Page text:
sRI vwihgurU jI kw Kwlsw Pqy vwihgurU jI kI cIn [

Reference to the role of Panth in the Sarbloh Granth is also relevant :

pwvn pµQ Kwlsih pRgtXo cwr vrn AwSRm suB pµQw [
ien ky drs siqgur ko drsn, bolnu gurU sbdu guru gRµQw [
dÍwdis rUp siqgur ey kihXiq dÍwds Bwn pRgt hir sµqw [
pRqKX klw pwrbRhm DxICY gRµQ pµQ Kwils vrqµqw [

– Gurmat Martand (1), Bhai Kahn Singh, p. 497

Another incontrovertible historical fact is that in 1699 on the Baisakhi day after administering amrit to the first five pyaras, Guru Gobind Singh stood before them with folded hands, and sought the boon of amrit for himself. This shows beyond doubt that the Guru vested his authority in the Khalsa through panj pyaras as representatives. Khalsa thus could take the place of the Guru. History also records that the Khalsa did exercise this authority whenever occasion arose even in the lifetime of the Guru who not only obeyed, but also expressed his happiness over the Khalsa making mature decisions.

The Twin Doctrine
The above account shows that the Granth Sahib, first known as Pothi Sahib, was anointed as the Guru of all Sikhs for all times, and that there could be no personal Gurus in corporeal form after Guru Gobind Singh. It is also clear that his authority as Guru passed on to the corporate body of the Sikhs or the Khalsa. This might appear anomalous on a superficial view. Bhai Kahn Singh explains it as follows :

Kwlsw gurU kI dyh hY Aqy bwxI (gurU gRµQ swihb) Awqmw hY, bwxI dy AwDwr ivhwr prmwrQ is`D krn vwlw pµQ pUrx gurU rUp hY [ bwxI qo' svqµqr ho ky Kwlsw gur pdvI dw AiDkwrI nhIN hY [

– Gurmat Martand (1), p. 336

In the twin doctrine of 'Guru Granth – Guru Panth', the two components have a complementary relationship with a distinct role assigned to each. For effective functioning of body and soul, they have to act together.

In practice the doctrine means that the body of the Panth has to take decisions on temporal matters dealing with a situation prevailing at a particular time strictly following the spiritual principles laid down in Guru Granth Sahib to carry out the will of God or sarbat da bhala.

The oft-repeated injunctions of the Guru, viz, puja Akal ki, parcha sabad ka, didar khalsé ka underlines the essence of the doctrine of Guru Granth – Guru Panth.

Historical Background
Late Prof Teja Singh, the well-known Sikh thinker and philosopher of the last century, briefly gives the relevant background as follows :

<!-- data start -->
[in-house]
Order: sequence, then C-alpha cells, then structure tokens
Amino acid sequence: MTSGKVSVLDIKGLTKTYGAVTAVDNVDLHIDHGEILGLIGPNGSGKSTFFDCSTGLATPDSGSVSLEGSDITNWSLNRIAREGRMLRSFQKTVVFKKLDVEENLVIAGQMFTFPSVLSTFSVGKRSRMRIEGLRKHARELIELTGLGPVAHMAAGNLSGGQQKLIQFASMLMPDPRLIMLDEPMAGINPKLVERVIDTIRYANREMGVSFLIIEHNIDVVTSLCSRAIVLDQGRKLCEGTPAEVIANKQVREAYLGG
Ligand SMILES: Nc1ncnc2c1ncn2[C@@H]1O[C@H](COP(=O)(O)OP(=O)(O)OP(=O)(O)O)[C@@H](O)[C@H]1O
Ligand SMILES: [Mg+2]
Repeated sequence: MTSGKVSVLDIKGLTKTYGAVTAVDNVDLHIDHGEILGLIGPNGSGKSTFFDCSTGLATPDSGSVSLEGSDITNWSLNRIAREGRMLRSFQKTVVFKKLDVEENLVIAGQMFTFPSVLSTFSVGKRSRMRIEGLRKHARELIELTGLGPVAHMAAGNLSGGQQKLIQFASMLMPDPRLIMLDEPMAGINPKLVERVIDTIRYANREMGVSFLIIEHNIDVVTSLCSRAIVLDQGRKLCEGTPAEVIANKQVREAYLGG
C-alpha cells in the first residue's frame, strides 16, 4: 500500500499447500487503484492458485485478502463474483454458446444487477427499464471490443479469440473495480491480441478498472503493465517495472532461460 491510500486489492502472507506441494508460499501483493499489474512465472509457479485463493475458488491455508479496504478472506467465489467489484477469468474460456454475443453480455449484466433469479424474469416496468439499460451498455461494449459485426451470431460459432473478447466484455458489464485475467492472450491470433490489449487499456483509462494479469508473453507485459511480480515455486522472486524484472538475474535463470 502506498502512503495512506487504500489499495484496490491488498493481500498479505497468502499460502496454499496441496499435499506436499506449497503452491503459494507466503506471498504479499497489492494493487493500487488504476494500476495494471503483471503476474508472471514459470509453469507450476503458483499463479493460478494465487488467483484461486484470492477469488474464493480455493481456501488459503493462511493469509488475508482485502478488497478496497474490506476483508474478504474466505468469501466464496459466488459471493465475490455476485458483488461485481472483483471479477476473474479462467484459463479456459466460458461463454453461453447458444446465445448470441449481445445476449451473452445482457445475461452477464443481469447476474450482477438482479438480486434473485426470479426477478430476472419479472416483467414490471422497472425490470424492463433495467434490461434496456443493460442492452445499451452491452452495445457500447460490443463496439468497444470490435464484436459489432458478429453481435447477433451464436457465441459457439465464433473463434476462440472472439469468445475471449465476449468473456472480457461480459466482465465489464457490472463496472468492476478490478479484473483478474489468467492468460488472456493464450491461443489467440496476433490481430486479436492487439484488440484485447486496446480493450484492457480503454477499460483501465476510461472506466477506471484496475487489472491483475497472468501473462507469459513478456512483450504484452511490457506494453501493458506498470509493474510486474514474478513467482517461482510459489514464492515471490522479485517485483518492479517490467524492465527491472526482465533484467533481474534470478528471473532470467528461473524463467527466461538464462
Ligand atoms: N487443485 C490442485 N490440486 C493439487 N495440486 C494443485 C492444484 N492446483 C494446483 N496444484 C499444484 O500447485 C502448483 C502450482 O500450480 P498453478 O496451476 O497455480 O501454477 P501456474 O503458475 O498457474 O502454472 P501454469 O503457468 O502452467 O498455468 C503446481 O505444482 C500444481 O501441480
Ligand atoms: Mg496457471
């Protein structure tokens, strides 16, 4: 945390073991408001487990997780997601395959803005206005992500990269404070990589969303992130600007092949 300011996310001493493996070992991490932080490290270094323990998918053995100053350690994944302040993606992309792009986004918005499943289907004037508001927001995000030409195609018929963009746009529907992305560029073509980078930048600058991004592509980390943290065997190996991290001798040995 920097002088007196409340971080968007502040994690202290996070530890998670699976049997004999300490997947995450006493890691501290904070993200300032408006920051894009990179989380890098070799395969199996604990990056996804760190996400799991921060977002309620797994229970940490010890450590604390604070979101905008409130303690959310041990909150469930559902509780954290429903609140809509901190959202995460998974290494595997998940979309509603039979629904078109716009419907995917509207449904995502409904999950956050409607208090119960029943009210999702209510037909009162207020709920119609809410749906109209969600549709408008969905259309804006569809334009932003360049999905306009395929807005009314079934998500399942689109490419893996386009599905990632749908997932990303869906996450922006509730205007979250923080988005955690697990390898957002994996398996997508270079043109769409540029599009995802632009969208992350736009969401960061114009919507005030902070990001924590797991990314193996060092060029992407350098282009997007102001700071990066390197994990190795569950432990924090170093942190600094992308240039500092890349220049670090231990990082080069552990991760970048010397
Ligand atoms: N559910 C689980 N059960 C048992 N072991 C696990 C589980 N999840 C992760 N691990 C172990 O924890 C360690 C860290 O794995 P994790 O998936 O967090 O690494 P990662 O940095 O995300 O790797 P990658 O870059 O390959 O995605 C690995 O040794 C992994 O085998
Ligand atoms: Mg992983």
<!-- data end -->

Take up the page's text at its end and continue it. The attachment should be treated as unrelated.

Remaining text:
"The question of having a supreme Panthic body is most important. At the death of the last Guru, Guru Gobind Singh, when the Sikhs got spiritual home rule and, wielding the power and authority of the Panth, became masters of their own destiny, they had to dispense with the personal leadership of one man. It was inevitable that, for the exercise of corporate authority, they should create for themselves a central body, but somehow it has not been possible for them upto this day to succeed in providing themselves with this most elementary necessity. In the beginning, when they were left to themselves, they loosely followed the Greek method of the direct participation of every individual in the counsels of the Panth, and for this purpose had yearly or half-yearly gatherings of the Sarbat Khalsa (the whole people) at the Akal Takht. When persecutions became rife, however, these meetings were impossible, and the authority came to rest solely in the Akal Takht. During the rule of the Missals the numbers of the Sarbat Khalsa became unwieldy and it was necessary to have some system of representation; but the general ignorance and the newly-acquired lust for power had corrupted the democratic genius of the people. There appeared on the scene a man of supreme influence in the person of Ranjit Singh, whose ambition was to give the Sikhs an empire similar in power and dignity to that of the Moghuls and whose imperialism did not encourage him to think along the lines of representative institutions. During his time no central association or parliament was possible. The people in the meanwhile had lost all hold on the first principles of Sikhism, what to say of its Institutions; when their rule was supplanted by the British, they were too degenerate and broken-hearted to think of representative assemblies. With the coming of education and a knowledge of Western institutions, the Sikhs too began to form diwans, or associations, to take in hand the work of education and social and religious reforms. Owing, however, to the instinctive self-assertion of the Sikhs and to the lack of a wholesale awakening among them, which could be possible only with mass education, no one association was able to take the central place among them. The Singh Sabha movement started in 1873 slowly caught the mind of the Sikhs and their joint suffering during the six years (1921-26), welded them together as nothing else did before; in the matter of religion they learnt to obey one central body. The new law of temples has given them, for the first time in their history, an association representative of their whole community; but, as I have said before, it cannot take the place of the central body, which should wield the whole authority of the Panth."*